In addition to building up the supporting characters, this week’s episode teases the idea of individuals with abilities that are on a different level than seen on screen so far; Malina (Danika Yarosh) being the most obvious example. Although the exact nature of her superpower has yet to be disclosed, the ominously vague comments made by both her companion Farah and Renautas chief Erica leave the intriguing suggestion in the minds of viewers that Malina will likely affect the Heroes world in a major way.
Similarly, an end-of-episode bombshell introduced us to ‘The Shadow’; a creepy looking Evo with some seriously evil eyes that Mohinder ‘The Voiceover’ Suresh alludes to as “inhuman”. Those looking for more information as to the origin of this character may want to check out the hugely enjoyable web-series prequel to Heroes Reborn, Dark Matters (no relation to Syfy’s Dark Matter) which explores the origins of Quentin Frady and his sister Phoebe. Both Malina and The Shadow act as effective world-building for Heroes, whilst also giving a new sense of threat for an audience that has become very familiar with superpowers in general; it genuinely feels like the stakes are high for these characters and the fictional world they inhabit.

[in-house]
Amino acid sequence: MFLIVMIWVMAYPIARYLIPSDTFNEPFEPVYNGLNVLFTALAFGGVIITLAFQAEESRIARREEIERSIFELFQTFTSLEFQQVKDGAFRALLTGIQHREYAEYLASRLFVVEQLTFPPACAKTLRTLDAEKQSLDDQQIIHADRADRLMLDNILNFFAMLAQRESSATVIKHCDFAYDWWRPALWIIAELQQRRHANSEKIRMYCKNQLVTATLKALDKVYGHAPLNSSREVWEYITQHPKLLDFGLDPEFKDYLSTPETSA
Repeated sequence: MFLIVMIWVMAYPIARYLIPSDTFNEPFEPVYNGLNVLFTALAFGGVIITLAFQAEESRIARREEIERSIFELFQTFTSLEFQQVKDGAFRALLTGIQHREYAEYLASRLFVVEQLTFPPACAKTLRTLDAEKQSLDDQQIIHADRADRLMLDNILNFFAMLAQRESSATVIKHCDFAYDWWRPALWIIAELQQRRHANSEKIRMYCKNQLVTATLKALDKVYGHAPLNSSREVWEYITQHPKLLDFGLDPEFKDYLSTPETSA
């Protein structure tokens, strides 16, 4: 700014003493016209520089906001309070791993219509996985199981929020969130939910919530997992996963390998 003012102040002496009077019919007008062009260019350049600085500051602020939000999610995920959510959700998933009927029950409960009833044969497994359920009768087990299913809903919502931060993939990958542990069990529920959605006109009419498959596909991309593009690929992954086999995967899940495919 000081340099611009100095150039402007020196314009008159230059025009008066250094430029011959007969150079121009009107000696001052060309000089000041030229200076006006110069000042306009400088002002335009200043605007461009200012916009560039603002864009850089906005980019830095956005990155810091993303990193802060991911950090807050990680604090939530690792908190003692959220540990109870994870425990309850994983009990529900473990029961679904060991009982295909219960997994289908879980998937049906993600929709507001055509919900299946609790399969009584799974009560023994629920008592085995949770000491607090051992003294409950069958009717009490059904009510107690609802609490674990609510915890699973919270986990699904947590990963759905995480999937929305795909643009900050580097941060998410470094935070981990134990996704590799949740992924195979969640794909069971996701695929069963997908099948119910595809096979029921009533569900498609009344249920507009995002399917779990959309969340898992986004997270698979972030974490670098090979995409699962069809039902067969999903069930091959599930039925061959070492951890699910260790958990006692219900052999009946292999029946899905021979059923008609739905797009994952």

Whilst expanding the Heroes mythology in such a way is highly welcome, it came at the cost of the visual elements that had been a highlight of Heroes Reborn so far, with The Needs Of The Many lacking in both action and spectacle. A few minor scuffles were the only set-pieces on offer this week and the CGI miracle-grow tree was both unconvincing in its execution and unnecessary to the story. Preventing the episode from being a total let-down in terms of visuals were the creative team responsible for set design due to their work on the Renautas complex. The motif of rainbow colours that indicate the company’s presence on-screen feels like a genuine marketing technique a global corporation would use and as such, the Renautas entity is grounded in the real world. The technique is even more effective when juxtaposed with the underground cavern of imprisoned Evos, a set which uses a more sci-fi based flavour, emphasising the two-face nature of Renautas brilliantly.
Heroes Reborn hit a real high with last week’s episode but hasn’t quite been able to keep that momentum, delivering a decent episode, albeit one without many frills. The return of Hiro Nakamura, teased last week in both the episode and subsequent trailer, has yet to come to fruition also. Thankfully, The Needs Of The Many manages to provide one, stand-out, genius line of dialogue that makes the drop in quality from last week a little easier to take. Step up Quentin Frady with… “I hate your face, Bennet”.
Read Craig’s review of the previous episode, Under The Mask, here.